There is nothing that makes me feel hotter than my morning routine.
It all starts when I wake up and roll over to check the time on my phone: 9 a.m. Perfect. After laying in bed and basking in the feeling of not needing to be anywhere or do anything, I allow myself one last stretch and get up. I walk to the bathroom and perform my daily morning routine, wetting my face before pumping a clear puddle of CeraVe facial cleanser into my hand and lathering it on my damp face.
After a quick swipe of a towel, I dot moisture cream evenly on my cheeks and forehead, smoothing the excess down my neck — if I’m paying $48 for it, I’m not wasting a single drop. Teeth and hair are brushed and reflection is checked before I head to the kitchen. The beverage of the morning is a matcha latte, made with frothed oat milk and honey and drunk out of my favorite mug. As I sit on the couch in the curated space that is my apartment, I can’t help but think this is exactly what being a hot girl should feel like.
Everyone’s idea of what makes them feel hot is different. Sometimes it takes the form of a matching lingerie set or a pair of sweatpants you stole from your mom’s closet. Sometimes it’s dancing to your favorite song in a crowded bar and other times, it’s going to the farmer’s market on a Saturday morning. Whatever it is, the recent hot girl movement includes it.
Originally coined in 2019 by Megan Thee Stallion, the goal of the “hot girl summer” was to focus on yourself and be confident while doing it, whatever that looked like for you. But when summer ended and COVID-19 struck, people were looking for ways to break up the monotony of being stuck at home. Thus, the “hot girl walk” was born.
A girl named Mia on TikTok said the term was meant to romanticize the daily walks many of us took during the pandemic to stay sane. On her walks, she came up with a set of criteria that distinguishes a regular walk from a hot girl walk. The one rule was that you could only think about three things: what you were grateful for, your goals and how hot you are. During a time when there was so much loss and sadness, this positive distraction was well received.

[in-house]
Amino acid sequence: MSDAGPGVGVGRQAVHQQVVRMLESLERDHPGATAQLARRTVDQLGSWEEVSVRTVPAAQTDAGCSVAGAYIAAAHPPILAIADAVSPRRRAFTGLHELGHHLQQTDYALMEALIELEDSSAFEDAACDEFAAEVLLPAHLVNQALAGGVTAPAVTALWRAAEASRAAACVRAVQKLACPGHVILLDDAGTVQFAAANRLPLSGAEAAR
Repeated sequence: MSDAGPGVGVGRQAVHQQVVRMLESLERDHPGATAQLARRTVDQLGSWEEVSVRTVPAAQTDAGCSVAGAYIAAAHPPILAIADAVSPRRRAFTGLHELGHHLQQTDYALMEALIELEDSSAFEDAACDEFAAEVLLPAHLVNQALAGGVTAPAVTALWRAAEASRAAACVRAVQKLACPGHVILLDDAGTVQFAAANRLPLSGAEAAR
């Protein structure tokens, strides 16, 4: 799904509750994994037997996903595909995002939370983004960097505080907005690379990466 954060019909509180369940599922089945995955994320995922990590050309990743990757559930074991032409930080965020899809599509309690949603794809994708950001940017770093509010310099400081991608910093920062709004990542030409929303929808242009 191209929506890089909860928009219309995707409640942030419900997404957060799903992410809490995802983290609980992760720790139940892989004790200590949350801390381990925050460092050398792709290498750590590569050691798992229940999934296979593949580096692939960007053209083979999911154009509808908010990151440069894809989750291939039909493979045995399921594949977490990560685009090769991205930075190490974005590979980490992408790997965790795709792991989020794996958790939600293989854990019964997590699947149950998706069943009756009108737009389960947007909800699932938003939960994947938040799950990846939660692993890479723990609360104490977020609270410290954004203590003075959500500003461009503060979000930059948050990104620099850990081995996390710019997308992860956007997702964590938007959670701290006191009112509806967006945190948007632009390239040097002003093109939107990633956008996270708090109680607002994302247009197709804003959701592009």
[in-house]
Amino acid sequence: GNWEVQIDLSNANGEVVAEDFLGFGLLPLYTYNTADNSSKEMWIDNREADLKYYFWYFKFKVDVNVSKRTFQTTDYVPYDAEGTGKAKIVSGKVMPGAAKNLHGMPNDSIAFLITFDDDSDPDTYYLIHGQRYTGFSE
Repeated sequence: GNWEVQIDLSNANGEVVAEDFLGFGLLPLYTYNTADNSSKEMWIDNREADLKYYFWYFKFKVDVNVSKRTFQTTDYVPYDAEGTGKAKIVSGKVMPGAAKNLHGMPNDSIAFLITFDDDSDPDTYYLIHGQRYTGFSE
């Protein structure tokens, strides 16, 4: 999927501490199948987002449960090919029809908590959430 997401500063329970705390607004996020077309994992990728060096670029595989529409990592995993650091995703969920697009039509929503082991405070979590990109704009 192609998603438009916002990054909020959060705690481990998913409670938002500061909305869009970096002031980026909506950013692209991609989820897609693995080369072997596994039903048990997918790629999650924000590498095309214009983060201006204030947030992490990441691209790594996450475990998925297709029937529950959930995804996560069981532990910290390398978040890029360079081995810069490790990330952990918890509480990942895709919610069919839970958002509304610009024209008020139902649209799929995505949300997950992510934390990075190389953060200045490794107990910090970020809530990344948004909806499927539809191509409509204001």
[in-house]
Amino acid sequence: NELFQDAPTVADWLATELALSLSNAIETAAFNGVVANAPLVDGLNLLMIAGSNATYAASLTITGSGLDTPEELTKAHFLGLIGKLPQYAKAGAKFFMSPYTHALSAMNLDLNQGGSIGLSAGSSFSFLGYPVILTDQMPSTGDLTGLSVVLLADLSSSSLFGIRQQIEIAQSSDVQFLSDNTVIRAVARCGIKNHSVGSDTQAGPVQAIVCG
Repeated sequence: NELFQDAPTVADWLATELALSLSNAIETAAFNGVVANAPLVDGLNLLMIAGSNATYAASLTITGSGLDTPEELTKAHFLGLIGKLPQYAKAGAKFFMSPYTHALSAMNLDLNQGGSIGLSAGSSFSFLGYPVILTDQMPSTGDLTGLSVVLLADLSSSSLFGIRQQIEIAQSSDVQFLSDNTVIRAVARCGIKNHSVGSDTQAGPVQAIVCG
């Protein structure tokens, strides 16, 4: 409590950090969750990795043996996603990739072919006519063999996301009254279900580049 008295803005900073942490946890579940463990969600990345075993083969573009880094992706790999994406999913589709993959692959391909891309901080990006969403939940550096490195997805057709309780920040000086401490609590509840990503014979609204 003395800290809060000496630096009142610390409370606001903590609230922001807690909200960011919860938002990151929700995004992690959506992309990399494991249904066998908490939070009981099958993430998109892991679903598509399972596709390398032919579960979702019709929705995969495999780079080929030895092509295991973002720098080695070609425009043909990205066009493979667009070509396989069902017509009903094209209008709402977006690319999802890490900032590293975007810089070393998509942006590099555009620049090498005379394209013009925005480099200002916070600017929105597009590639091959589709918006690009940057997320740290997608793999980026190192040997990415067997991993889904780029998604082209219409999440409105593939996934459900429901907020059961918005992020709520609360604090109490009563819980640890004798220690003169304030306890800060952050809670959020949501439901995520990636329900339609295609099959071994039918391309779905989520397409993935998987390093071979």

Not a long time after, girls everywhere were posting on social media about their hot girl walks, wearing their Alo sets and LuluLemon belt bags while sporting AirPod Maxes. To feel good you have to look good first, right? As much as I believe in the power of a good outfit, a trend whose original goal was to help with mental health shifted to one whose aesthetic costs no less than $200.
A common criticism I’ve heard used in regards to the hot girl movement is “toxic positivity.” At first I didn’t believe something like that could exist. How can positivity be toxic? My revelation came when I went on a “hot girl walk” after a bad day wearing my matching set and Hokas and realized that upon finishing, I didn’t feel better. The idea of going on a walk in something that makes you feel confident is sound enough, but the problem arises when practicing self-care becomes measured by what you’re wearing.
The same idea can be applied to the wellness industry as a whole, the home of the hot girl movement. My social media is filled with beautiful girls sharing their skincare routines and healthy meal ideas. It led me to believe that if I follow what they do step by step, I’ll look just like them. Even though I know this isn’t realistic, a part of me wants to believe it is — after all, it’s an easy solution. I’d much rather spend money on material objects that are marketed to fix my problems than actually fix my problems. It is because of this mentality that the industry has been able to thrive. There’s no one more impressionable than an insecure woman.
While the mentality is inclusive of everyone, the movement is not. It only caters to a specific group of people — the kind of people who have money and time to spend on themselves, whether that means buying expensive clothes or simply dedicating part of their day to go on a walk. It’s important to note that this particular group of people are also often from a white background. I’m privileged to be in a position where, as a woman of color, I’m able to splurge on myself, but this isn’t the case for most of the country.
With all of that being said, I am a strong advocate for self-care and taking steps toward doing things that make you feel good. However, I think in order to do this and sustain it, we as a society need to look less to our wallets and more to ourselves.